Wednesday, July 20, 2005

: "A test on the Citizen Being"

There's an intriguing essay on economist Wilhelm Roepke here. Blogger HPB highlights Mr. Roepke's ambition:
His concern was the institutional embodiment of the spirit rather than the spirit directly. But he understood and agreed with those of his critics who argued that a "genuine cure is not to be found in institutional reforms but only by a deep and sincere self-examination on the part of each single individual.

The only really decisive question is, out of what ultimate depths of the soul is this Metanoia to be produced?" (xxii) It would be an interesting indicator of the times to find out how many economists know what the word, "Metanoia" means. The turning around of the soul toward God is a necessary part of conversion. But Roepke knew that the darkest nights of the soul as well as the darkest nights of world history stem from internal infection rather than external invasion. It is the internal corruptions rather than external blows for which men must be held responsible.
He also notes that:
Wilhelm Roepke understood better than anyone else in the 20th century the linkages between virtue and liberty. It is ironical that a German should understand so well the essential lived complexity of the American experiment in constitutional government. He represents better than any other economist-and that includes Hayek, Mises, Friedman, Stigler--a true understanding of the moral foundations of constitutional economics.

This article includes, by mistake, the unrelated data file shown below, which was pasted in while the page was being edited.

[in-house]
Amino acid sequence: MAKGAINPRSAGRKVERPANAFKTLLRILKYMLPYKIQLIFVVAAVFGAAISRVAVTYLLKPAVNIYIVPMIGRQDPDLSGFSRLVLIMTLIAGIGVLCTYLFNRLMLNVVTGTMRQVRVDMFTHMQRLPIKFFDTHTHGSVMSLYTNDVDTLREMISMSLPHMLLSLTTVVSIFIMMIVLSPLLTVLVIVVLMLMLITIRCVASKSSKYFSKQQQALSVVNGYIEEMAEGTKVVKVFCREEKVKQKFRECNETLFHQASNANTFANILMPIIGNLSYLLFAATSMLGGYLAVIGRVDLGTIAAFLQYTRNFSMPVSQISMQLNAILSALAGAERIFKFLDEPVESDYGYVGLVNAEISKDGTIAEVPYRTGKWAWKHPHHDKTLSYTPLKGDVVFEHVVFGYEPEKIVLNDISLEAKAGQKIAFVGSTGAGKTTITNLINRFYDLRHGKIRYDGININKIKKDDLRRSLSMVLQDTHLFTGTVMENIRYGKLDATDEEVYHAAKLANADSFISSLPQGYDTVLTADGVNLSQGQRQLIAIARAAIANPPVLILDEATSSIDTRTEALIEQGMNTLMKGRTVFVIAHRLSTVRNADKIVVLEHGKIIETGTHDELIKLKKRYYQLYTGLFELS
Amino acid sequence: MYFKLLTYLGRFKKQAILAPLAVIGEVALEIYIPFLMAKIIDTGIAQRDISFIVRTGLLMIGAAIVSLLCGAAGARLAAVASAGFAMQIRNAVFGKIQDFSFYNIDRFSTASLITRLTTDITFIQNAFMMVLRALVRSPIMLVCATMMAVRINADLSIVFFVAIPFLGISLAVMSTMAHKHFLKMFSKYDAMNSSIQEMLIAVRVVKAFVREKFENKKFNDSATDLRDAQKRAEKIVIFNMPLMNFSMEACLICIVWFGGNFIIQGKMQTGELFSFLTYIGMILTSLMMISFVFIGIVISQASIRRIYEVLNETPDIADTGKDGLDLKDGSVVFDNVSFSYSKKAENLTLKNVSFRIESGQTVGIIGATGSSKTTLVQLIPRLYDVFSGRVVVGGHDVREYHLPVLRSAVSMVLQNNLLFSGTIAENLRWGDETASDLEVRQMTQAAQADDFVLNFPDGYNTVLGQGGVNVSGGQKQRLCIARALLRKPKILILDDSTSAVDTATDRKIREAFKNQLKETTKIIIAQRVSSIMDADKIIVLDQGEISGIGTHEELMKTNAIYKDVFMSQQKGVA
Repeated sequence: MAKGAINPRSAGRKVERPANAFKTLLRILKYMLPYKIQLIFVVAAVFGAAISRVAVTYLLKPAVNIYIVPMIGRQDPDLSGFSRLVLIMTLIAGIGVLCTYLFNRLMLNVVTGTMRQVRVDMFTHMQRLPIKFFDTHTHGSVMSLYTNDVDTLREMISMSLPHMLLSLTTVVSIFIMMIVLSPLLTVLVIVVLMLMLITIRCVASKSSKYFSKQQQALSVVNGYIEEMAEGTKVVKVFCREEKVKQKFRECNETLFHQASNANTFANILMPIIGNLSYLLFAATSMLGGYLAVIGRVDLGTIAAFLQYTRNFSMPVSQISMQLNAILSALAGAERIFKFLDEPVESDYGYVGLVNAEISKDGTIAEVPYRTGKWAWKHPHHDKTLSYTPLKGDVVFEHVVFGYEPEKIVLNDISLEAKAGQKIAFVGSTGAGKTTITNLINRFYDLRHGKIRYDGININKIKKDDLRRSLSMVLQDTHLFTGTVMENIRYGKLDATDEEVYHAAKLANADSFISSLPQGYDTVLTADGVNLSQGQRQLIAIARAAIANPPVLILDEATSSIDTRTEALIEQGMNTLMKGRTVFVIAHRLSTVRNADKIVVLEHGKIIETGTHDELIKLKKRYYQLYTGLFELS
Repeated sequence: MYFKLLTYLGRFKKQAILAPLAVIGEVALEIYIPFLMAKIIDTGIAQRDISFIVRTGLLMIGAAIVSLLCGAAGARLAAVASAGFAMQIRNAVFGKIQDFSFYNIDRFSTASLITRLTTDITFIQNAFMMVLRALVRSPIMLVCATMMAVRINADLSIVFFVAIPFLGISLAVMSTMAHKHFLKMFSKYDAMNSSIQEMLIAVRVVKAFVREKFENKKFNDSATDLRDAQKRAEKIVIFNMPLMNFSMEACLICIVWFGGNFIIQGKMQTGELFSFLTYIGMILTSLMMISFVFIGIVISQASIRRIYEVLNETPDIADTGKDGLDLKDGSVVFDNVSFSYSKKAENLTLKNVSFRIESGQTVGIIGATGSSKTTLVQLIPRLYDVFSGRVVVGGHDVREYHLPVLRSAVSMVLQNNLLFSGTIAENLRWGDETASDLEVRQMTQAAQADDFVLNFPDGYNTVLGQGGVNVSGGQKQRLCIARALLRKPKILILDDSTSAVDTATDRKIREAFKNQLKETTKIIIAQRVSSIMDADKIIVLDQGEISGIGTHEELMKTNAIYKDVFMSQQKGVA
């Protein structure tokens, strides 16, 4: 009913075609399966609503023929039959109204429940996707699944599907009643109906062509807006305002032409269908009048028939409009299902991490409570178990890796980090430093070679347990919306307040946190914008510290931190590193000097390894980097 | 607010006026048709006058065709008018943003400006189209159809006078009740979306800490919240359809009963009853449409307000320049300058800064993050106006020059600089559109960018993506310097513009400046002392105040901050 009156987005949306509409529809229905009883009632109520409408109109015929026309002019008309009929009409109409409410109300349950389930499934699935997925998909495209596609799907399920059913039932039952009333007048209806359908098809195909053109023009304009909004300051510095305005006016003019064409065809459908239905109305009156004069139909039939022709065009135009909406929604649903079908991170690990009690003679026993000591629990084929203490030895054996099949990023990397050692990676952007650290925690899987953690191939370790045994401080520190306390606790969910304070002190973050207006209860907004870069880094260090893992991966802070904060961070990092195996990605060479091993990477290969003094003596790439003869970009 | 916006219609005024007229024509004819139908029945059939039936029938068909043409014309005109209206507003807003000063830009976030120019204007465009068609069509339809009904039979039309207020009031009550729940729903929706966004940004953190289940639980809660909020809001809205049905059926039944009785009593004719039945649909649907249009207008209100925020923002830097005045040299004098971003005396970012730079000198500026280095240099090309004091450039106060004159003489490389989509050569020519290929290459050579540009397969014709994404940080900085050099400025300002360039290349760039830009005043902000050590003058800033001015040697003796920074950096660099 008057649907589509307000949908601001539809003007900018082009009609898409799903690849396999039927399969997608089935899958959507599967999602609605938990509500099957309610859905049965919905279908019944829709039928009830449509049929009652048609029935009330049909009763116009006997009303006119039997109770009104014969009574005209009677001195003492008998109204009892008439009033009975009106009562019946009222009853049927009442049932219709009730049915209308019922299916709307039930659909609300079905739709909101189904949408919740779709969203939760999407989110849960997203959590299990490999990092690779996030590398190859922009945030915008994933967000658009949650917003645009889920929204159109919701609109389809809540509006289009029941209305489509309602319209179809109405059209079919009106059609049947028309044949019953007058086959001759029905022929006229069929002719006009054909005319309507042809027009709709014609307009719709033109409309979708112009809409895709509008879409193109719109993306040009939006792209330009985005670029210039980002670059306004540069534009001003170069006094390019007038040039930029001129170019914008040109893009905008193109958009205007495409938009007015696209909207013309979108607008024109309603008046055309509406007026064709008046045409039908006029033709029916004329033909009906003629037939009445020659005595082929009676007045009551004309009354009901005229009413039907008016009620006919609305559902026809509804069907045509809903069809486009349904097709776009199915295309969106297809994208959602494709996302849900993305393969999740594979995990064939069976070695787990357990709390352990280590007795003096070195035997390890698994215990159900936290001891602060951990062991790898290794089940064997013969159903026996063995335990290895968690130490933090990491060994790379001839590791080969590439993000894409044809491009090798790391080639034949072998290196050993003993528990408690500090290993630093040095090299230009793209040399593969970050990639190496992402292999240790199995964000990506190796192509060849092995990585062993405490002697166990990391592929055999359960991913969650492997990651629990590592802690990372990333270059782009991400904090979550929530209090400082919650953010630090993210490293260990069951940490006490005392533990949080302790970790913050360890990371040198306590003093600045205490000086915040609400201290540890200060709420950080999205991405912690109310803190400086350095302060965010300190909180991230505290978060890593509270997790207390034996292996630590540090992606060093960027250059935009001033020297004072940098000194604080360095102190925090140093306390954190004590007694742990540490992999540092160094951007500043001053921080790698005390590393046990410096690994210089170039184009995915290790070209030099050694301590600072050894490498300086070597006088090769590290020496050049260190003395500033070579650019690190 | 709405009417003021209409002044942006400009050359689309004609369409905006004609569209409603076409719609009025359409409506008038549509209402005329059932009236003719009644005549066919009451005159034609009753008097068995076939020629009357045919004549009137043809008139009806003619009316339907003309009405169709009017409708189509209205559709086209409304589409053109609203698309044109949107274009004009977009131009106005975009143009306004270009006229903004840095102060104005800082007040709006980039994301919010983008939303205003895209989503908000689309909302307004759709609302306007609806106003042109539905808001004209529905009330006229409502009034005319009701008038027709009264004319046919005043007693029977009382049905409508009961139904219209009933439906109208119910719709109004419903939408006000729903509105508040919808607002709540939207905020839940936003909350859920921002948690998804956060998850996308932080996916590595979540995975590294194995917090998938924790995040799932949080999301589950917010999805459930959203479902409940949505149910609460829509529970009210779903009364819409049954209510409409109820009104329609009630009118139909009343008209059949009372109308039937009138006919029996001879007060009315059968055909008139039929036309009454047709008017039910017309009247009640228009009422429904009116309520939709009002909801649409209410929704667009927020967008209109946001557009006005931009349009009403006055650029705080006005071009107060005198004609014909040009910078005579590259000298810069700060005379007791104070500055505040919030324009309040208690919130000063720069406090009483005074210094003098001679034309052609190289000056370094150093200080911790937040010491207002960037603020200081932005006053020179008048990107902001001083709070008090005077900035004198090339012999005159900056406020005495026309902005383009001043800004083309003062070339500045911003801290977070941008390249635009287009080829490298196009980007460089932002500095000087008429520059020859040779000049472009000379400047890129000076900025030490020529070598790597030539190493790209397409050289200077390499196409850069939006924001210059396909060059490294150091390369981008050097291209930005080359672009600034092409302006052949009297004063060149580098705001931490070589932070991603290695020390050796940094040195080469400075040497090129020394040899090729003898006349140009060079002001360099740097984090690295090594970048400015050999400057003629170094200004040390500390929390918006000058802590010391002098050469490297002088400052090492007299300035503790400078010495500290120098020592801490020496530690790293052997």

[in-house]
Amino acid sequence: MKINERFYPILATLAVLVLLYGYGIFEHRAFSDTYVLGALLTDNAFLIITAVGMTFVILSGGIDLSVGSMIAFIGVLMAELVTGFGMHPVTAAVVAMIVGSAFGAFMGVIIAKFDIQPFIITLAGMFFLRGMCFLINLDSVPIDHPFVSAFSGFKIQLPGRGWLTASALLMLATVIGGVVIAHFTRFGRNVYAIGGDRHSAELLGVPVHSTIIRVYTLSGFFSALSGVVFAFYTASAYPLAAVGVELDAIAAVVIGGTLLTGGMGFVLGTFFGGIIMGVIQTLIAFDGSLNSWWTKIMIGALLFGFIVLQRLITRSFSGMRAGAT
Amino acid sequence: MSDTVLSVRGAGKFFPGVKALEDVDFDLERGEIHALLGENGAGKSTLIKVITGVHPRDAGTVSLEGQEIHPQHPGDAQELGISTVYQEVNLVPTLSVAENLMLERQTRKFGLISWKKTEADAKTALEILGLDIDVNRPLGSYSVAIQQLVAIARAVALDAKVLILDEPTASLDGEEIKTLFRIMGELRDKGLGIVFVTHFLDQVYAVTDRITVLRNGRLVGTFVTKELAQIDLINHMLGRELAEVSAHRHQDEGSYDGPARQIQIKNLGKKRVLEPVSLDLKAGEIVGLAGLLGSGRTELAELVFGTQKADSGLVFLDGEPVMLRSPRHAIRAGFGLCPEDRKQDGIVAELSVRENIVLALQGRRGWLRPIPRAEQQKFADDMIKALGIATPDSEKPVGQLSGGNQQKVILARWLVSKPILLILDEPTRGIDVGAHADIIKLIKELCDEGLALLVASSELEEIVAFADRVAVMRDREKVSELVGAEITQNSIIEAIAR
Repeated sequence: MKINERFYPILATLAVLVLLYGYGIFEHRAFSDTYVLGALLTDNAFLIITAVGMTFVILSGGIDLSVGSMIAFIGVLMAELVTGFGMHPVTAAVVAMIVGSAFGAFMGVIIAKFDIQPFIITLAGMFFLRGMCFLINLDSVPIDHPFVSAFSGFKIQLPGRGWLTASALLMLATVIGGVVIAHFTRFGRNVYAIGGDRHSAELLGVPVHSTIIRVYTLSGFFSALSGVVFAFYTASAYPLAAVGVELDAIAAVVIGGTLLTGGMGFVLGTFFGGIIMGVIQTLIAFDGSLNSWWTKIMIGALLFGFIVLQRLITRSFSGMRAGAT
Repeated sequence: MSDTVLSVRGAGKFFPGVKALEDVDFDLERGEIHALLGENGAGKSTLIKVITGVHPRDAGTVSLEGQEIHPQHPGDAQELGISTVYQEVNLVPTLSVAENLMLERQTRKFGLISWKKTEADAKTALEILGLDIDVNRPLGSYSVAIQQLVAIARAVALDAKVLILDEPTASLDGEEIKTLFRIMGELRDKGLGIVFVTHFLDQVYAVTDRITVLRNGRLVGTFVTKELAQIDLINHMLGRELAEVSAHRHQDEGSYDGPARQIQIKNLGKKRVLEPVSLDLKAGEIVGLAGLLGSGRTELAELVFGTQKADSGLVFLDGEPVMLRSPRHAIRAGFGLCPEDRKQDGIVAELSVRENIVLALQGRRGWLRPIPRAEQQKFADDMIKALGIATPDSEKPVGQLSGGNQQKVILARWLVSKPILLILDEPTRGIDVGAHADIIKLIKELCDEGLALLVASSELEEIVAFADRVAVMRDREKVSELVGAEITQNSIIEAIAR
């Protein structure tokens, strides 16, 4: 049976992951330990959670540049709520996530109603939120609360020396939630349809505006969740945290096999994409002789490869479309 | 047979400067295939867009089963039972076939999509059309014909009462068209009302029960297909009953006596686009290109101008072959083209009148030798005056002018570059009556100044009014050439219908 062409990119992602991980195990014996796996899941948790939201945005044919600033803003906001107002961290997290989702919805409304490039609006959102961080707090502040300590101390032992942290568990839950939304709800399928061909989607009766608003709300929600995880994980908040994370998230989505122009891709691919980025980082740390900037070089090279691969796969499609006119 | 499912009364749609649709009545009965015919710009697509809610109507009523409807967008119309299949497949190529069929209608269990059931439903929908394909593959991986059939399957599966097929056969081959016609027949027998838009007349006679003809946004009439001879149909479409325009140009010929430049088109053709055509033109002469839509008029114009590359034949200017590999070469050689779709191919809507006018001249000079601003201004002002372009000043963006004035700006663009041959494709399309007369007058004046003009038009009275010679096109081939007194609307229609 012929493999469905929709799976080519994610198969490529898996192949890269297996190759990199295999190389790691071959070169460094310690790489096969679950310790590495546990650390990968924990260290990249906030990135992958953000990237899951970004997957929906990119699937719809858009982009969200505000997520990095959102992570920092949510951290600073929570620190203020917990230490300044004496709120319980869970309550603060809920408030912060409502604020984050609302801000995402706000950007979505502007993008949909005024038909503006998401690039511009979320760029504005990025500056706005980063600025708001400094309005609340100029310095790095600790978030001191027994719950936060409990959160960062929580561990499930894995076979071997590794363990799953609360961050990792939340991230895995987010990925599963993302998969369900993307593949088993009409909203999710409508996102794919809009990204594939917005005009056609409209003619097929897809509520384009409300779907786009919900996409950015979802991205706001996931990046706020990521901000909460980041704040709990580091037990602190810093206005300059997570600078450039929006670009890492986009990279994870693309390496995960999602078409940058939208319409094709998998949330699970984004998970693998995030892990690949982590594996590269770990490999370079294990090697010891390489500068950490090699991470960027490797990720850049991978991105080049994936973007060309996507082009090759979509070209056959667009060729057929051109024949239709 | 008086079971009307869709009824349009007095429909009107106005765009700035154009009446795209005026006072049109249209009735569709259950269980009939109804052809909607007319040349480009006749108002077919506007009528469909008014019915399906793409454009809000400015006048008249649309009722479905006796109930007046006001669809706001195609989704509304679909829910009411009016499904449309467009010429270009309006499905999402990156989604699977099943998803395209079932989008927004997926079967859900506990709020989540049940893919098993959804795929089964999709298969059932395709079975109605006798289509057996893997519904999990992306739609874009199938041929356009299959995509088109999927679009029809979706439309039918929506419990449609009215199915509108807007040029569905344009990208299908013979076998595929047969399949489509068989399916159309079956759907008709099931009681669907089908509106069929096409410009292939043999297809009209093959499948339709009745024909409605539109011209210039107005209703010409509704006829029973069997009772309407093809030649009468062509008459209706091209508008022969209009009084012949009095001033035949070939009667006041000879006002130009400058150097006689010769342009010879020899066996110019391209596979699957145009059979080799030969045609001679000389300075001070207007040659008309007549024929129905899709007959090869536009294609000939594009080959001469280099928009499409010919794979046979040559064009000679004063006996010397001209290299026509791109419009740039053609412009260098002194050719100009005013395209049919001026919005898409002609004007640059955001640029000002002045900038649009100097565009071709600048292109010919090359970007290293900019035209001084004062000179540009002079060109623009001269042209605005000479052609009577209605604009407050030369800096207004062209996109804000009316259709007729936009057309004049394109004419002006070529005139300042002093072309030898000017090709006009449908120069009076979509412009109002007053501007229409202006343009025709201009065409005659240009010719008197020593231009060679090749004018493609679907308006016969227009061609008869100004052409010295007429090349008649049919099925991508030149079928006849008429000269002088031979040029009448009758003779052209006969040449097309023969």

Catholic Theologian Michael Novak has also emphasized the importance of a moral culture to a sustainable society founded on Democracy and Free Enterprise. Mr. Roeke confirms Mr Novak's thesis from an economic perpective. It makes sense. Free Enterprise operates on the basis of mutual exchange. In other words, buyers and sellers choose to trade. What basis do they make these decisions on? How do Buyers decide the worthiness of whether or not a particular good or service should be purchased? How do sellers make the same decisions? Free Enterprise does not answer these questions. Individuals in an economic exchange do. Planners that seek to facilitate an economy do. People do. Free-willed, moral-agencied people choose. Roeke recognizes that one can't take the human being our of a human science. The sum of people's decisions is what drives the exchanges of a Free Market. Thus, the paradigm that guides those decisions becomes a crucial factor.

Morality is that paradigm. If many people internalized a robust morality well-founded in Truth, Charity and Virtue, would pornography be a multi-billion dollar industry? No. Why? There would not be as great a market for it. Moral people chose not to buy immoral products or services unless they act contrary to their morality. True, sin exists and we're all inclined toward it. However, a recognition of this itself reinforces the importance of making the right decision. When many people fail to take morality seriously, then they're willing to enter the market for illicit goods and services. Since scarce resources have alternative uses, decisions made to purchase illicit goods and services direct these resources to the continued production of these immoral outcomes. That means those resources won't make their way to more morally appropriate enterprises.

Ignoring the importance of virtue contributes greatly to the impoverishment of many. The cries for economic justice that people of goodwill raise may have their root in the blind eye society turns toward morality. The sooner society recognizes what Mr. Roeke has spent his lifetime shouting from the rooftops, the better off many of the poor and marginalized may become.